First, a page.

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Airport language in Norwegian Posted by on Dec 4, 2010 in Norway and the world

I have spent quite a lot of time in flyplasser (airports) in the last few months, so I feel it is appropriate to write a post about words one frequently hears and uses in a flyplass.  You will find that many of the words and phrases in Norwegian are similar to English.  For instance, before you get on a plane, you must sjekke-inn.  You can either do this hjemme på internettet (home on the internet) or på flyplassen at a kiosk (same word in both språk).

In order to sjekke-inn, you will need to present foto identifikasjon as well as your navn.  Of course, if you are traveling til utlandet (internationally), you need your pass (passport).  If you sjekker inn hjemme, you can usually use your kreditt kort informasjon that you used to book your reise (flight) or your bekreftelsesnummer (confirmation number).  Depending on how long you will be gone for, you may want to sjekke bagasje.  I try to avoid doing this because it saves time at both ends, but for longer trips, you simply have to.  At your destinasjon, you will then have to hent bagasjene dine (retrieve your baggage).

While you are at the flyplass, you may have the misfortune of a forsinkelse (delay).  I know a lot of people had to deal with a forsinkelse last night at the Minneapolis-St. Paul Int´l flyplass because of the large amount of snø that dumped on us in such a short period of time.  I was happy to arrive a bit early with my flight from Europe, but a normally 45-min. drive home from the flyplass, it took nearly 3 hours.

If you have traveled med fly (by plane) this year, and especially in the last couple of weeks, you have noticed the increased flyplasssikkerhet (airport security).  I was shocked yesterday at Schipol airport in Amsterdam preparing to board my Delta flight.  Per standard protocol, every single passasjer gets pulled aside and asked a series of questions about baggasje and the purpose of your reise, osv. I have to say, there is still a whole lot of profilering (profiling) based on nasjonalitet (nationality) and hudfarge (skin color).  It seemed to me that the Delta employees demanded more time for questioning from anyone who wasn´t caucasian.  Although I don´t agree with the profilering, as long as my flight is not forsinket because of it, I don´t mind being asked a series of questions, nor do I mind being thoroughly patted down!  It´s all for our safety.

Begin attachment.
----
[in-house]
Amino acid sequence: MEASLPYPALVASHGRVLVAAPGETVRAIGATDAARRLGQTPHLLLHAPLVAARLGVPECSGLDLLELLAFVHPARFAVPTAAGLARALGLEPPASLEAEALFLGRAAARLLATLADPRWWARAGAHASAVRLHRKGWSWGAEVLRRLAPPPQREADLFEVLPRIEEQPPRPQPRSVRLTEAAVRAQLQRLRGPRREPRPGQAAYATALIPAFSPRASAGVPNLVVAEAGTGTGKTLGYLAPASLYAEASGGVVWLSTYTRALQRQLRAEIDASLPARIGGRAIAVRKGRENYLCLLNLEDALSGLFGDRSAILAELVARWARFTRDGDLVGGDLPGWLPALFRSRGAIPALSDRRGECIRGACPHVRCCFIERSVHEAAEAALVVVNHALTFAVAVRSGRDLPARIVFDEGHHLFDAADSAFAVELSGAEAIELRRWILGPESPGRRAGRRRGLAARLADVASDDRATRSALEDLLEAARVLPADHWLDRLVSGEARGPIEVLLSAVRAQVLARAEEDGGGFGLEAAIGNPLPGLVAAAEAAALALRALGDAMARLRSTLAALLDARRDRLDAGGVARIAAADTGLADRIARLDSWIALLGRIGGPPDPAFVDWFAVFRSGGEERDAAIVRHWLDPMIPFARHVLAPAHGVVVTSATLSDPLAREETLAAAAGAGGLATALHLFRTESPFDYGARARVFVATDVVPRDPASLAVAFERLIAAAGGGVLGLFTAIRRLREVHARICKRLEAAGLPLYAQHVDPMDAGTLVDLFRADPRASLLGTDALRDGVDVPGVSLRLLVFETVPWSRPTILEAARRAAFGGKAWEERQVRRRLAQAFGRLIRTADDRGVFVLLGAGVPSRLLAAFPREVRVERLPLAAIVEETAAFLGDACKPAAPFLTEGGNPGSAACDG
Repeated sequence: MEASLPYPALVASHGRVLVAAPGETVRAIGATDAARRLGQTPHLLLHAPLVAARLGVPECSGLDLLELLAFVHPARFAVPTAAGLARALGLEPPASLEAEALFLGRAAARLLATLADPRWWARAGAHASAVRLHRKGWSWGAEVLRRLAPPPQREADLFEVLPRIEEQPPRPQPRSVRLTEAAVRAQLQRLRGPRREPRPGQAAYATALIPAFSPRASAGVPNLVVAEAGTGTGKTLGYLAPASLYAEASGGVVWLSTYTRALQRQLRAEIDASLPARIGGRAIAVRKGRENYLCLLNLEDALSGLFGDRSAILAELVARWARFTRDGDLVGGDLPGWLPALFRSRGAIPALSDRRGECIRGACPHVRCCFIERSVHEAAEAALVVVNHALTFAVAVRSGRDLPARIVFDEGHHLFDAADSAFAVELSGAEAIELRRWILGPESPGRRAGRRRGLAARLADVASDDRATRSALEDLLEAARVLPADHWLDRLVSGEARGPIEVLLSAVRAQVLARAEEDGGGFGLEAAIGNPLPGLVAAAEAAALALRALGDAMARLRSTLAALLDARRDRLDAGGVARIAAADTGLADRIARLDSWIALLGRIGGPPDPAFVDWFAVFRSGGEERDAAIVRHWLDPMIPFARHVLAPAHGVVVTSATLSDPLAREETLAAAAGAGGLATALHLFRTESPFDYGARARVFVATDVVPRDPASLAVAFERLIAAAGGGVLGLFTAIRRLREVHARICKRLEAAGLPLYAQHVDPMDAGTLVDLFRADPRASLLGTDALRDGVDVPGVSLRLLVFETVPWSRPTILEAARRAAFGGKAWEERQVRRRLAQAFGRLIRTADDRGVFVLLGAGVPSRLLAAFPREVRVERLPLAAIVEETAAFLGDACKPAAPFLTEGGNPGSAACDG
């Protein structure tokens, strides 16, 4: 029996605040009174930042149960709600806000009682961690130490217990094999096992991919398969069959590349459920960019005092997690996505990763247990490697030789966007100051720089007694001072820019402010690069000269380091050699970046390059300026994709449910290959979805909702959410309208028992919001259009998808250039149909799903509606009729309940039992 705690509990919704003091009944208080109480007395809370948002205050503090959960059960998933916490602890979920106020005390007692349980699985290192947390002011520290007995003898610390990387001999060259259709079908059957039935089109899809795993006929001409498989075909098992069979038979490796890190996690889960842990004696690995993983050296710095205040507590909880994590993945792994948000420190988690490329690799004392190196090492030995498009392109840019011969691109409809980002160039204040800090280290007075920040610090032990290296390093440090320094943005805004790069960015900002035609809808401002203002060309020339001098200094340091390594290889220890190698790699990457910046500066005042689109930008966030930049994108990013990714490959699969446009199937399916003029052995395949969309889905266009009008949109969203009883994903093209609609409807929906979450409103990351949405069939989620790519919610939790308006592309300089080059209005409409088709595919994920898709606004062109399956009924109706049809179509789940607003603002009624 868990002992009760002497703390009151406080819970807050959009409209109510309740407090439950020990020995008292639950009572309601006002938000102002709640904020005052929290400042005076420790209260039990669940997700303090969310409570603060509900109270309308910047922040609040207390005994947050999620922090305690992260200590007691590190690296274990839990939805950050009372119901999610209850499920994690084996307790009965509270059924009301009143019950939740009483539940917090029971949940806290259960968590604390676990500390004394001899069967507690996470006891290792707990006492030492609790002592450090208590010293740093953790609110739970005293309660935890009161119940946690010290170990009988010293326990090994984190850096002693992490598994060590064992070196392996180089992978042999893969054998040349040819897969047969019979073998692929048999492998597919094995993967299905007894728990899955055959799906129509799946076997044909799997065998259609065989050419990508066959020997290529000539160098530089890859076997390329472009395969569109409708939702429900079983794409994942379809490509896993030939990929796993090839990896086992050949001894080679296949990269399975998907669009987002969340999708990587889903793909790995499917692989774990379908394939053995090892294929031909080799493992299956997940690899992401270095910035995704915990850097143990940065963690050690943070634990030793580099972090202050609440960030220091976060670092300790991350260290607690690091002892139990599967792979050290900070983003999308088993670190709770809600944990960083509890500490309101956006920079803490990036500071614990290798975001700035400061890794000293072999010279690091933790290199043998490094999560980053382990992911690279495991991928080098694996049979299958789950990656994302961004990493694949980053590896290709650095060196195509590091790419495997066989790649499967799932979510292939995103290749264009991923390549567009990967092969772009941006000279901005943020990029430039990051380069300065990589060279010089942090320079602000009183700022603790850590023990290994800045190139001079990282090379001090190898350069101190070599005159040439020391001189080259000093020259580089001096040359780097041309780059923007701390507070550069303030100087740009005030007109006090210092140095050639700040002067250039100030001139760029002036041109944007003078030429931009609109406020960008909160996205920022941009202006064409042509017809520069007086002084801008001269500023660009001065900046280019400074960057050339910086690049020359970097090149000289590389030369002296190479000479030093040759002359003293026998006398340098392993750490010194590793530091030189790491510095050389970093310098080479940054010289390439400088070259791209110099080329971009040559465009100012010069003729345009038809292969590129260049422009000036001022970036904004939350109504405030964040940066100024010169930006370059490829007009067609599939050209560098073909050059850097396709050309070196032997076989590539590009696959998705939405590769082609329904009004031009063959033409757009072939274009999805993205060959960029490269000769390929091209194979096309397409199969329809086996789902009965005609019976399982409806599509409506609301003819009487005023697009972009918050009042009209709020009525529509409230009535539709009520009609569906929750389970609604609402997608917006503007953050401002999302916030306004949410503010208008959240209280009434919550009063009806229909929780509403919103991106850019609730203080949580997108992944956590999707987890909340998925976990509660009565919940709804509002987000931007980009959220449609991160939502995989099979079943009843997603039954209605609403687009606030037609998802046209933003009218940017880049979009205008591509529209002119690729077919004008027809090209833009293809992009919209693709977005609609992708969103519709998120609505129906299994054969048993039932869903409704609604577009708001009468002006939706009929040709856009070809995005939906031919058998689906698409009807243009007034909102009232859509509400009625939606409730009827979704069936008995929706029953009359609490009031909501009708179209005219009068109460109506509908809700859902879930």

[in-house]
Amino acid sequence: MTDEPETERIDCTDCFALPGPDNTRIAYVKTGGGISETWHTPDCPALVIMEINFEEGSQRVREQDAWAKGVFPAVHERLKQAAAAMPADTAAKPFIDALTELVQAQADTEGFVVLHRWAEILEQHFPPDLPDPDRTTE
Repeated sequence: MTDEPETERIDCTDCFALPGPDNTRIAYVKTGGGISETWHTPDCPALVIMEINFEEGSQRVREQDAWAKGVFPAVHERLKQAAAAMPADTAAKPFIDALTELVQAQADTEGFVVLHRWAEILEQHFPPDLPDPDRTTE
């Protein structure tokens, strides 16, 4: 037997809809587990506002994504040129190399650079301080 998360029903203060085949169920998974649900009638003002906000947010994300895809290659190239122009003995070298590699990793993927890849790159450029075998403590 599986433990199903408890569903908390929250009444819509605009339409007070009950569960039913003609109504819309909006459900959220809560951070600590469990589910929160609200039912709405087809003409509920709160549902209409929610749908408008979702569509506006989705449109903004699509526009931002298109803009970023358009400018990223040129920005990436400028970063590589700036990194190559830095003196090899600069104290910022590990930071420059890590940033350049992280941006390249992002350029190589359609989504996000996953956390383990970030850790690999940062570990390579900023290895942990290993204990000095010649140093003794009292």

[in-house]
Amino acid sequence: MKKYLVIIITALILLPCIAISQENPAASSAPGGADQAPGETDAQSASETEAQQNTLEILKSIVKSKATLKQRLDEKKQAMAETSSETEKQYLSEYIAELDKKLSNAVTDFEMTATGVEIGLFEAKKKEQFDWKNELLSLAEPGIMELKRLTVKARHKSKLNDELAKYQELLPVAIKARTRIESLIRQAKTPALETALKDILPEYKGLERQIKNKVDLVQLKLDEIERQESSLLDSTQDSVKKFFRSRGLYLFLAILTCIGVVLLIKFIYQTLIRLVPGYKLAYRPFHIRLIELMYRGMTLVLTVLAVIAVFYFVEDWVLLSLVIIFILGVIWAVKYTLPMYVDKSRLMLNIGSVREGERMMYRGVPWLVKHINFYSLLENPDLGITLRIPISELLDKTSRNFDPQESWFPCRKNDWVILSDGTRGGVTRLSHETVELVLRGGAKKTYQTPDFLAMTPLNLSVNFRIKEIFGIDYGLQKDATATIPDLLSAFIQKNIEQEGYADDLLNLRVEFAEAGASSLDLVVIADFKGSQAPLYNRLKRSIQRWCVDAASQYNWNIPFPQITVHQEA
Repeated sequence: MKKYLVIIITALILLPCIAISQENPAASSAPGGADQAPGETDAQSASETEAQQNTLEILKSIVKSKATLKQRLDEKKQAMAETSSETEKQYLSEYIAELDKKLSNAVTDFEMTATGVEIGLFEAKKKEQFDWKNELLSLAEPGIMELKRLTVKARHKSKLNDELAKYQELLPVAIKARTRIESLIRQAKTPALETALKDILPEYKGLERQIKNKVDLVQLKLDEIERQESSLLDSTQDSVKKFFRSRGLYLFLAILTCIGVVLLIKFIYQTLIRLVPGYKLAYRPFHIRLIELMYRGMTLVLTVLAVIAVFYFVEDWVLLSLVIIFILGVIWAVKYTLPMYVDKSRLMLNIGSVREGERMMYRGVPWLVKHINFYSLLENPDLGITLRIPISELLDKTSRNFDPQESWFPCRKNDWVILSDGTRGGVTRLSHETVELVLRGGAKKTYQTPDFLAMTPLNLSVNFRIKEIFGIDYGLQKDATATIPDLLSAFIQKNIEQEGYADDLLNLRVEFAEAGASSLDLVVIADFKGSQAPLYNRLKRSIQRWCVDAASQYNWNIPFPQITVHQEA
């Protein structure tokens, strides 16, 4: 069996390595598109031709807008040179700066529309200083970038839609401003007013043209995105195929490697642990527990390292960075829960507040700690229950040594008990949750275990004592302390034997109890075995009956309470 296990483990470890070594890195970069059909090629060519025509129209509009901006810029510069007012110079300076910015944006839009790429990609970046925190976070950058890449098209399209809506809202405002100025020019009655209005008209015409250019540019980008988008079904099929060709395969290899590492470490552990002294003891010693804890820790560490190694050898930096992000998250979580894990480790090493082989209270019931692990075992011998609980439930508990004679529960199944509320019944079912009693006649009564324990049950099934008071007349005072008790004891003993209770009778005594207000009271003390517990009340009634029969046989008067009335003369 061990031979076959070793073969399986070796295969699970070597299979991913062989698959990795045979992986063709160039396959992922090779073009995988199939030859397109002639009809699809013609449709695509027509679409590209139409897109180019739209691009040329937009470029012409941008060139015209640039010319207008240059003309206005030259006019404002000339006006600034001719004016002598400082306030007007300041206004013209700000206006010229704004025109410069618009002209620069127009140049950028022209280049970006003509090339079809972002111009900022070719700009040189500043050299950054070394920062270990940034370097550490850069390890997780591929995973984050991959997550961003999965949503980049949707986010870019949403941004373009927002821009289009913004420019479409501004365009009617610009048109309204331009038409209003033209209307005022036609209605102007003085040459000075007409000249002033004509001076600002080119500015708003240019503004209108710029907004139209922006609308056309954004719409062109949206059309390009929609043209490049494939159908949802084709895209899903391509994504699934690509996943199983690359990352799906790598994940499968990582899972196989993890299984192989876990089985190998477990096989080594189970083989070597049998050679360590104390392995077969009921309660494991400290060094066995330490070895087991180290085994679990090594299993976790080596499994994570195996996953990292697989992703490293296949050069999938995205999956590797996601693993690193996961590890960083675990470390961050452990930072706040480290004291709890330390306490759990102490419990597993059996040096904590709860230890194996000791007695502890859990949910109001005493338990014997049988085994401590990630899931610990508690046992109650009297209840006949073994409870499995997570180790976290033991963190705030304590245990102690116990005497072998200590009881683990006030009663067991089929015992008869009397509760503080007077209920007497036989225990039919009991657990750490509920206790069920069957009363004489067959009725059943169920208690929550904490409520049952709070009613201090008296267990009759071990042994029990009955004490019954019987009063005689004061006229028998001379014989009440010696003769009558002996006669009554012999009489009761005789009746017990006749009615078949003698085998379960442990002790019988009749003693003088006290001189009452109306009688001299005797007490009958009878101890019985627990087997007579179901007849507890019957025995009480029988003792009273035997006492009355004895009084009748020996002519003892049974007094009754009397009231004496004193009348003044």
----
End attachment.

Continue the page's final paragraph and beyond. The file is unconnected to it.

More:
Well, as my flight to Orlando is underveis (en route, on the way) at the moment and we will lande soon, I must sign off.  Hopefully this post enriched your flying vocabulary a bit.

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About the Author: kari

I attended St. Olaf College in Northfield, MN, where I majored in Norwegian and History. During college, I spent almost a year living in Oslo, Norway, where I attended the University of Oslo and completed an internship at the United States Embassy. I have worked for Concordia Language Villages as a pre-K Norwegian teacher and have taught an adult Norwegian language class. Right now, I keep up by writing this Norwegian blog for Transparent Language. Please read and share your thoughts! I will be continuing this blog from my future residence in the Norwegian arctic!